The Hack: Think about your event as a family gathering
Raashi Saxena, the organizer for TEDxKoramangala, in Bangalore, is an area packed with startups and provides a great mix of scientist, creators, and inventors.
One of the reasons that she loves TEDx is that it fulfills her desire to meet and work with interesting people. She says that she, "Loves TEDx'ing." This is the first time we've heard TEDx as a verb. I met Raashi at the 2017 TEDfest in NYC. She's gregarious and clearly enjoyed being around 500 other organizers on her first trip to the US.
Her focus on the event is clearly on making sure that the audience experience is optimized to meet new people and start conversations. With over 1,000 at her last event, we can imagine lots of new friendships were created.
I think the most important thing is courage."Raashi Saxena, Organizer
The Lightning Round
Tell us a bit about your background and your TEDx origin story.
TED came to Mysore, India in 2009 and started the TED experience for the sub-continent. That's when she first heard about it. In 2014 and 2015 she volunteered at TEDxBangalore because she knew the organizer. It was a lot of fun, and she managed to meet some interesting people. (That's how it starts folks.)
How many TEDx events have you worked with or produced?
Raashi's last event was at her University with 100 people at TEDxBMSIT, and then in 2016, she started TEDxKoramangala. She's attended a workshop in South Asia (Sri Lanka) and said it was "the best week of my life." (If you have a chance to attend a workshop, do it.) She's also been a co-organizer on TEDxYouth events.
What makes your TEDx unique?
Her town is known as the startup region of India (Bangalore is famous at the Silicon Valley of India and Koramangala is the actual center of that focus). This means she has access to a lot of talent, but she's keenly aware that there's a lot of 'me-toos' and 'app-developers' that don't have an idea worth sharing, so she's good at filtering them out and focusing on 'fresh perspectives.'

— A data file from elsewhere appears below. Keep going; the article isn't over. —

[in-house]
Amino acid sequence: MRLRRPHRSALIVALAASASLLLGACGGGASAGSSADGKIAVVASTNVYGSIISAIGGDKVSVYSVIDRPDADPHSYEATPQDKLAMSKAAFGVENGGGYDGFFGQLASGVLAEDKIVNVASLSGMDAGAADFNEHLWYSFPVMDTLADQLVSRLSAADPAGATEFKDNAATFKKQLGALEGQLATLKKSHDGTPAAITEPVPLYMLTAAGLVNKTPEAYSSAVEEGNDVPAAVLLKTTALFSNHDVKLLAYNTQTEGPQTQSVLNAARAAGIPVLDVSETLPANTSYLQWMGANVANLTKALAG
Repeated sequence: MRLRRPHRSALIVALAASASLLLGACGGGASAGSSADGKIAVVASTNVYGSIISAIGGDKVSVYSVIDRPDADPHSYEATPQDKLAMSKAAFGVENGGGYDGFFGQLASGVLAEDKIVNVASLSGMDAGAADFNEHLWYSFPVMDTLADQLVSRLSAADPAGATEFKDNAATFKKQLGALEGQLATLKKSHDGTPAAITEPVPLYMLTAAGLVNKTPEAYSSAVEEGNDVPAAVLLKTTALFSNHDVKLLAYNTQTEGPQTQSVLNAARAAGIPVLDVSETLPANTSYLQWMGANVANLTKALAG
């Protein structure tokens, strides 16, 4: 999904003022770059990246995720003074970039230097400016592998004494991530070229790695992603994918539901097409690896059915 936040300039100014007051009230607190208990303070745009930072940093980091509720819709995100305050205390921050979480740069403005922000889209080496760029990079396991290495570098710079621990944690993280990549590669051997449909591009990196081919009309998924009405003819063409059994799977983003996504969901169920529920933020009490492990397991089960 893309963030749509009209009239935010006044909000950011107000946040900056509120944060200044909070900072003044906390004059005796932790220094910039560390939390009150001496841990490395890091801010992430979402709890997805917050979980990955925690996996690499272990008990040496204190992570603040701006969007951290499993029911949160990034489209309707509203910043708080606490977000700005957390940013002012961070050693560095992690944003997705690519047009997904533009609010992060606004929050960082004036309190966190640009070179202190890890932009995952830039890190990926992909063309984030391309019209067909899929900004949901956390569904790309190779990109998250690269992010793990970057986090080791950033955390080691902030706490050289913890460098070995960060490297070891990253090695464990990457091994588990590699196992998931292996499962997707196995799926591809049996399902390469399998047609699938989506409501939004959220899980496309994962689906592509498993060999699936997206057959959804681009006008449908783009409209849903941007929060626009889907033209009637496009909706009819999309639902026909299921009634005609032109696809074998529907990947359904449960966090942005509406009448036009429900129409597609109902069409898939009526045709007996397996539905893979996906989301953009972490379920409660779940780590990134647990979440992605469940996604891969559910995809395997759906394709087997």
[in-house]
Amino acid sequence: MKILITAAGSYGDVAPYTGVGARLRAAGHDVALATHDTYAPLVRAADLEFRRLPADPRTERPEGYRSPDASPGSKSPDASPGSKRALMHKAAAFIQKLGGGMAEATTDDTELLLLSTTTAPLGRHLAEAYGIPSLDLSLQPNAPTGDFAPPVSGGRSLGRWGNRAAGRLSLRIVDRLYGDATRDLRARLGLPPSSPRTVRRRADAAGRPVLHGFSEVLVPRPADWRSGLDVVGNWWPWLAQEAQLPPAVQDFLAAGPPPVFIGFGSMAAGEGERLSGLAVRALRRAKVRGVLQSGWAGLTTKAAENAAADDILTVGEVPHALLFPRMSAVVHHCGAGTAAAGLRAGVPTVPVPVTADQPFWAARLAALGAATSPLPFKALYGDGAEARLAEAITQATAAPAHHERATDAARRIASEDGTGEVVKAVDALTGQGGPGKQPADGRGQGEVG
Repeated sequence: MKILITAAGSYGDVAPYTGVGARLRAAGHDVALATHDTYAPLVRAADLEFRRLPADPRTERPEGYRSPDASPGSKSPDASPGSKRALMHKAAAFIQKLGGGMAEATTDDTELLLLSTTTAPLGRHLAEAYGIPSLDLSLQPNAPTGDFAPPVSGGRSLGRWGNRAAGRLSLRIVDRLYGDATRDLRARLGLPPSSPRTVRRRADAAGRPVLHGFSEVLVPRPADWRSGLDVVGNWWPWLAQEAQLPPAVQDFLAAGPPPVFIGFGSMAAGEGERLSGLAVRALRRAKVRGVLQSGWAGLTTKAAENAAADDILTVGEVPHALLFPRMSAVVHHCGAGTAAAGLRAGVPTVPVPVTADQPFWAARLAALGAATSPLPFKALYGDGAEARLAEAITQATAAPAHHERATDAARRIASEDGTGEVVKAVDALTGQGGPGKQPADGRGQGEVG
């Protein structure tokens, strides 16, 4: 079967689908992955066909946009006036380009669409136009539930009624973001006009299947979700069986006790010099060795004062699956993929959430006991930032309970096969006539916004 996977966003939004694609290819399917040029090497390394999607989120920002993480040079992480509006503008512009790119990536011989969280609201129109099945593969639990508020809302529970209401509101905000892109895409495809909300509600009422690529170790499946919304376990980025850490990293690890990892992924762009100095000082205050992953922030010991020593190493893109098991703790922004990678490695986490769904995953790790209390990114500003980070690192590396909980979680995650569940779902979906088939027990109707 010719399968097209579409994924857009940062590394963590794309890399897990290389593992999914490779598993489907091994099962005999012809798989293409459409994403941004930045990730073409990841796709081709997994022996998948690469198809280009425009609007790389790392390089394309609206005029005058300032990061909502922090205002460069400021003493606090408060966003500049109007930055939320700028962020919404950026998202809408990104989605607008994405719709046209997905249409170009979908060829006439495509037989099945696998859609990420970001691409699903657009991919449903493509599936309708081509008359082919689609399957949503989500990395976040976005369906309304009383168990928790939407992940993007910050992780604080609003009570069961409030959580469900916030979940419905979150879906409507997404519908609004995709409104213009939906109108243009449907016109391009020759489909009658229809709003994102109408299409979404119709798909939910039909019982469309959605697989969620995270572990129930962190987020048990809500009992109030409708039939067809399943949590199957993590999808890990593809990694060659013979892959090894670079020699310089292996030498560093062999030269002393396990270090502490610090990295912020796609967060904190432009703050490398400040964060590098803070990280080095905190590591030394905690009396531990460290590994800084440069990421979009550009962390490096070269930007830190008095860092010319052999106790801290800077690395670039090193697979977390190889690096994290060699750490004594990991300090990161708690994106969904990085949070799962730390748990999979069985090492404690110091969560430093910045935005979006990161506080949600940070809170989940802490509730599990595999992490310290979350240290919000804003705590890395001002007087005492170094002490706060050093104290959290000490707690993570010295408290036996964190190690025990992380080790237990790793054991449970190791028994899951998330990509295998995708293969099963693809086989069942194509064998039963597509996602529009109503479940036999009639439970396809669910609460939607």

What’s your Superpower?
It's all about perseverance she says. Specifically, she's great at organizing and collaborating. She loves meeting and working with new people.
What was the biggest surprise while working on your event?
That even though TED has been in India since 2009, many still do not know about TED and much less about the difference between TED and TEDx.
Every event has its challenges, what was the biggest dragon you had to overcome?
Time. The other dragon is how to manage expectations with partners about controversial topics, such as sexual orientation, gay marriage, etc. (She's a force to contend with, having met her in person at TEDfest, so I'd love to be in the room to hear her fight for the ideas.)
What’s one piece of advice you have for veteran organizers? For first-timers?
The magic is in your team.
Looking forward to your next event, what excites you the most?
The curation and selecting speakers.
What’s a TEDx event that you’d like to attend?
TEDxSingapore because of Dave Lim. And TEDxBeaconStreet.
The show is called Hacking the Red Circle, so what's your best hack?
Think about your team and the audience as a family. Everything you do should go towards improving networking, making great friends, working together and falling in love with ideas.